However, the role of the A-10 has evolved since the 1970s, as has its range of targets. This was clear from data from the 2003 Iraq War, acquired by PAX in 2014. It revealed DU use by A-10s against anti-aircraft guns, buildings, trucks and un-mounted troops. Data on targets from the conflicts in the Balkans painted a similar picture. With the A-10s role evolving from attacks on armour to more general close air support, aircraft were often called in for a broader range of operations, this led to DU being used against other targets, even in densely populated areas. Once loaded with the standard combat mix, a mixture of DU and high explosive rounds, it is impossible to change the type of munitions in flight for attacks against non-armoured targets of opportunity, thus heightening the risk of exposure to civilians close to other targets.
Recently published figures on the 4,817 targets selected by US CENTCOM show that more than 120 tanks and armoured vehicles were destroyed in the first six months of the air campaign. There was therefore ample opportunity for the A-10 and its DU rounds to “kill tanks”, yet the US subsequently chose not to equip its A-10s with DU. Could this change in posture have more to do with a changing political environment, and in particular the growing stigmatisation of DU, than military calculations alone?
More than two decades after its first use in Kuwait and Iraq in the 1991 Gulf War, concern over the humanitarian and environmental legacy of DU has gradually increased.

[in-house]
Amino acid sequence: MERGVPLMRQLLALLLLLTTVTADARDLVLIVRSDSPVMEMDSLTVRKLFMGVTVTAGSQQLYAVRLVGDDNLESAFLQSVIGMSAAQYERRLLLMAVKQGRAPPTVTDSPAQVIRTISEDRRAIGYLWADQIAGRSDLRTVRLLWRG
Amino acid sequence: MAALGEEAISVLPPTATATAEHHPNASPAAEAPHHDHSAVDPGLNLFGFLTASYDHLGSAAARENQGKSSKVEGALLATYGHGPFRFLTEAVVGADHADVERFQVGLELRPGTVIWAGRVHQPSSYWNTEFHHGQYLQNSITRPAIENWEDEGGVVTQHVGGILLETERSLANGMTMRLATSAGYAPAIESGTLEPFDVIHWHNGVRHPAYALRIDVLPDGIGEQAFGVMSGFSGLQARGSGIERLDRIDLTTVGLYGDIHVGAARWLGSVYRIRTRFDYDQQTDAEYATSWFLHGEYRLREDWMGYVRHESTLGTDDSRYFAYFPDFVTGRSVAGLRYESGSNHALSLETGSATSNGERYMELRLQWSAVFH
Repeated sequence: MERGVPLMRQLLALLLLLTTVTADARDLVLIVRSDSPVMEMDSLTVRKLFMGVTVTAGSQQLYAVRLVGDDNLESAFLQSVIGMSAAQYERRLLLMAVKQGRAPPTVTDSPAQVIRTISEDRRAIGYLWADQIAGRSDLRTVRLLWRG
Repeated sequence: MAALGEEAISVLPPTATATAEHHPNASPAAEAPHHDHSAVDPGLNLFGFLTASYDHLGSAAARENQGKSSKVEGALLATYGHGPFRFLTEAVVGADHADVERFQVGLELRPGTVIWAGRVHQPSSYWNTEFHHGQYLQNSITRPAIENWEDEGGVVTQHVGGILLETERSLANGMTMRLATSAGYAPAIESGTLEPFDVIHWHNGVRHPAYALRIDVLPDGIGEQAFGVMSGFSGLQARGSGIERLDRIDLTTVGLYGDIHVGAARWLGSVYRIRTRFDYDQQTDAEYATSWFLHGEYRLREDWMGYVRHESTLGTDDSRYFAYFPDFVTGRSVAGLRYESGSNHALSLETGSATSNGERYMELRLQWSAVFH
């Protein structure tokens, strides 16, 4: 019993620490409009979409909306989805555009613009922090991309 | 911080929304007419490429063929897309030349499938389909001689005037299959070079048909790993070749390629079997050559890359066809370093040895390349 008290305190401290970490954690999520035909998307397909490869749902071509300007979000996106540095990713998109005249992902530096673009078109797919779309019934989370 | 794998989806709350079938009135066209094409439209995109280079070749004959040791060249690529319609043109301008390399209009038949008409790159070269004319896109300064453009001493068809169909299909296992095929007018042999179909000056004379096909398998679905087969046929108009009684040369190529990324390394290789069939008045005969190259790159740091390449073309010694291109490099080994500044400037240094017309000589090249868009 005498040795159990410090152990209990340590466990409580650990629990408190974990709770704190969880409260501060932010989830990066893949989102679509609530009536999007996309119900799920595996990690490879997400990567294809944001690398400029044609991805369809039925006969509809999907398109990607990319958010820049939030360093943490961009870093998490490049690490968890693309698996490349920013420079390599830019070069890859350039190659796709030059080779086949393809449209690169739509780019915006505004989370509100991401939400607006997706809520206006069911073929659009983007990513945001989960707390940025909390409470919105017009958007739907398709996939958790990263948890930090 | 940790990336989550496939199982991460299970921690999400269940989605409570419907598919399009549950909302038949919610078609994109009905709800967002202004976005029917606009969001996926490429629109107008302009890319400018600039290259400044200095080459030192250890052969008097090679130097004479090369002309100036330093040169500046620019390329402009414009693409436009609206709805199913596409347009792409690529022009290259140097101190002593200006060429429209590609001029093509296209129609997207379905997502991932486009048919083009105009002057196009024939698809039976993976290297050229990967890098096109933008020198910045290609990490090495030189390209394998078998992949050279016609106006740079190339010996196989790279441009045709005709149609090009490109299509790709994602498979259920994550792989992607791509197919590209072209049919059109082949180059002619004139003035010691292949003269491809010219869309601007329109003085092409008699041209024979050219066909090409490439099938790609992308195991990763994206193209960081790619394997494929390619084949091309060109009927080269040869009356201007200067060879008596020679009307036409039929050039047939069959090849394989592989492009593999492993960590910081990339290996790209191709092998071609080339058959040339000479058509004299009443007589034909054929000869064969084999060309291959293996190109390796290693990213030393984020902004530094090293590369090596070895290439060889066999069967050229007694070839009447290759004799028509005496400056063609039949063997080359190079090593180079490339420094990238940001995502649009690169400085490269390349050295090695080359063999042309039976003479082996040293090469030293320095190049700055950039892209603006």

In recent years, legislation banning the weapons has been introduced in Belgium and Costa Rica. The European Parliament has also issued a number of resolutions calling for a moratorium on use and, most recently, a common EU position in favour of a ban. Since 2007, five UN General Assembly resolutions have been passed by large majorities. These have highlighted DU’s potential health risks, called for the release of targeting data to allow clean-up, for a precautionary approach to DU’s post-conflict management and, in 2014, for international assistance for states affected by DU use. This last resolution was supported by 150 states and opposed by just four, including the US. In addition to establishing soft law norms on DU, the process has also created a platform for an increasing number of states to voice their concerns over the weapons.
Perhaps the most influential of these was from Iraq in March 2014, where its government expressed:
[D]eep concern over the harmful effects of the use in wars and armed struggles of armaments and ammunitions containing depleted uranium, which constitute a danger to human beings and the environment.